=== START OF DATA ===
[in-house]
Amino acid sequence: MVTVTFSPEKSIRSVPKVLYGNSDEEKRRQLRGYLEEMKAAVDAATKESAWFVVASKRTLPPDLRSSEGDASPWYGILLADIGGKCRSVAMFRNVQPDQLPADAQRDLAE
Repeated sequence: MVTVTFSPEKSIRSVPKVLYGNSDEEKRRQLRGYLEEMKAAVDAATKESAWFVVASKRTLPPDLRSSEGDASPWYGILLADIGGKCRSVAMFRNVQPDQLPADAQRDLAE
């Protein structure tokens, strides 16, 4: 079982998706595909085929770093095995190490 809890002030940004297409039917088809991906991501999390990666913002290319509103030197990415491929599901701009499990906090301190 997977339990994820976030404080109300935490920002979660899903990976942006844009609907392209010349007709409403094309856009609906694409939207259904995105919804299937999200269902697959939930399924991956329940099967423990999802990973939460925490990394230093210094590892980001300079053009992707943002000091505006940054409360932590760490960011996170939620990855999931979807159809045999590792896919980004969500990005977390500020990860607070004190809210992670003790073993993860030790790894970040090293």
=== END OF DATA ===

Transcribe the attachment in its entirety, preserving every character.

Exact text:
[in-house]
Amino acid sequence: MVTVTFSPEKSIRSVPKVLYGNSDEEKRRQLRGYLEEMKAAVDAATKESAWFVVASKRTLPPDLRSSEGDASPWYGILLADIGGKCRSVAMFRNVQPDQLPADAQRDLAE
Repeated sequence: MVTVTFSPEKSIRSVPKVLYGNSDEEKRRQLRGYLEEMKAAVDAATKESAWFVVASKRTLPPDLRSSEGDASPWYGILLADIGGKCRSVAMFRNVQPDQLPADAQRDLAE
């Protein structure tokens, strides 16, 4: 079982998706595909085929770093095995190490 809890002030940004297409039917088809991906991501999390990666913002290319509103030197990415491929599901701009499990906090301190 997977339990994820976030404080109300935490920002979660899903990976942006844009609907392209010349007709409403094309856009609906694409939207259904995105919804299937999200269902697959939930399924991956329940099967423990999802990973939460925490990394230093210094590892980001300079053009992707943002000091505006940054409360932590760490960011996170939620990855999931979807159809045999590792896919980004969500990005977390500020990860607070004190809210992670003790073993993860030790790894970040090293």